With that I mean, obviously, the Fall television schedule. The leaves are changing, the temperature, and you’re sitting in a dark room watching every possible new pilot and deciding which you’ll actually stick with through the rest of the year. It’s the one time where there’s shows on TV with ridiculous concepts (see Selfie) and everything’s riding on a single Pilot episode. It really is the most wonderful time of the year.
With that in mind, and the fact that so many of my old shows are gone (RIP, HIMYM, Parks and Recreation till the midseason, and I’m still not over The Office), I made it my mission to watch as many Pilots as I could. Here goes nothing!
A to Z, NBC, Thursdays at 9:30pm; airs October 2
I’ve discussed how I feel about rom-coms before, so maybe the fact that A to Z was incredibly cheesy and romantic was what won me over. But I really liked this one. The characters are interesting; it’s the cliched “guy believes in fate, girl rejects it” tale at first, but our Andrew and Zelda, played by Ben Feldman and Cristin Milioti, manage to evolve even a little bit over the course of the first 20 minutes. The premise, while it could get old after a while (can they have more than 26 episodes?), is at least a different spin on the typical dating comedies that have been overloading networks for the past few years. Coming back from her death as The Mother on HIMYM, I am really pulling for a good show for Milioti, and with the ultimate question of “what happens after they date for 8 months?” I’ll stick with this one for now. A to Z is, in a word, cute.
I am an incredibly privileged person. As a straight, white, middle-class, girl I have seen people like me on TV for my entire life. It was never a question for me of, “why aren’t people like our family on TV?” because since the 90s network TV has been incredibly whitewashed. So I was really excited to see Anthony Anderson’s Black-ish on the ABC line up this year. And after watching, I really enjoyed it. It’s sad that a show like this has to be praised for being “different” in the year 2014, but it deserves the praise because it is different. Some people have found offense in the many stereotypical jokes, while others felt that it was a good representation of what it is like to live in a predominantly white society (a coworker of Anderson’s Andre asks him in a whisper “How would a black person say ‘good morning’?” prompting Andre to respond “Just like that.”) I thought Black-ish balanced social commentary well with comedy, and I look forward to seeing more of the Johnson family next week.
If there’s two things I love, it’s Batman and The OC. So when news first broke about FOX’s new show Gotham earlier this year, I was thrilled to see Ben McKenzie back on my TV and a new twist on the story we’re pretty much all familiar with at this point. I’ll admit I was a bit nervous considering the success of Christopher Nolan’s Dark Knight trilogy (as most were) because how could they really tell this story in a way that might be more interesting? But so far, so good. The first episode of Gotham was a lot of setups and introductions, considering they have a lot of future villains and heroes to feature, but it was also incredibly entertaining (Jada Pinkett Smith is going to be the next big evil TV mastermind). In the end, it might be just another NYC cop show with a young Bruce Wayne running around and maybe McKenzie is just playing off his role as a cop in Southland and his role punching people in The OC but this is a show that lived up to it’s hype so far.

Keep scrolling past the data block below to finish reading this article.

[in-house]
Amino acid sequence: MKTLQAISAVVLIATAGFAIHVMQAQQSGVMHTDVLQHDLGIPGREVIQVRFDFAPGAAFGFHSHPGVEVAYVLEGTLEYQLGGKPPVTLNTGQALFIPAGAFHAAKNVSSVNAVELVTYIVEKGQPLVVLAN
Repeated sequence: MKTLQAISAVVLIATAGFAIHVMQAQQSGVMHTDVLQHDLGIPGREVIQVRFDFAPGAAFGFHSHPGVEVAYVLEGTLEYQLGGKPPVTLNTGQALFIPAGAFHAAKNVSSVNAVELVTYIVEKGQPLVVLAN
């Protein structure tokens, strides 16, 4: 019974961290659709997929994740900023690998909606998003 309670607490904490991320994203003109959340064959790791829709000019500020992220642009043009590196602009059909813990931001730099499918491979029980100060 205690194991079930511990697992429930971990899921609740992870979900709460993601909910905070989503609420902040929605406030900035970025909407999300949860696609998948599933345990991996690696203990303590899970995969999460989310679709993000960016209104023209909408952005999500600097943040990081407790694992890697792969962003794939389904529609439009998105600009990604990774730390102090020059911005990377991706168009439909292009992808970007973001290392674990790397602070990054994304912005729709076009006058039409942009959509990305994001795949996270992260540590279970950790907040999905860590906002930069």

How to Get Away with Murder, ABC, Thursdays at 10pm
I’ve never watched a Shonda Rhimes show. I know. You hate me already. Scandal has been on my watchlist for probably two years now and my friends have been begging me to start Grey’s Anatomy for at least six, so I was determined to get started with How to Get Away with Murder, especially considering Aflie Enoch (aka Dean Thomas) was starring. And let me tell you, I was not disappointed. This show was awesome: a little cheesy, at-times unbelievable, and so full of plot twists it felt like it had been on for weeks. Viola Davis was fantastic as the tough-as-nails law professor who’s also having an affair and also may have killed her husband. The pilot read like a feature film, and I already have a list of guesses for what might happen in future episodes. If you watch just one show this season, it should probably be this one.
Red Band Society, FOX, Wednesdays at 9pm
Red Band Society has already gotten a lot of heat from people who actually work in hospitals; the kids are given way too much freedom, their bedrooms and clothing are too casual, they’re all simply too strong and healthy for the majority of their screen time. And yeah, people who don’t know what it’s like to be a teenager with cancer may look at this show and think, “Hey! Those sick kids said the hospital is ‘like boarding school.’ Must not be that bad.” However, I also think that it’s important to get a look, even an exaggerated and airbrushed look, at kids who are experiencing real issues. My 15 year old sister tunes into this show, and just maybe it’ll spark an interest in helping kids like these extremely fictional characters. At the very least, it’s a primetime network show that screams “sick teenagers are people too!” It’s campy and not infinitely accurate, but I recommend it all the same.
I’ve barely scratched the surface of which new shows are actually worth watching, and I’m still waiting till October to start Marry Me (NBC), Mulaney (FOX), and The Flash (CW). But if you’ve watched any of the above shows, or recommend any I’ve missed, comment below!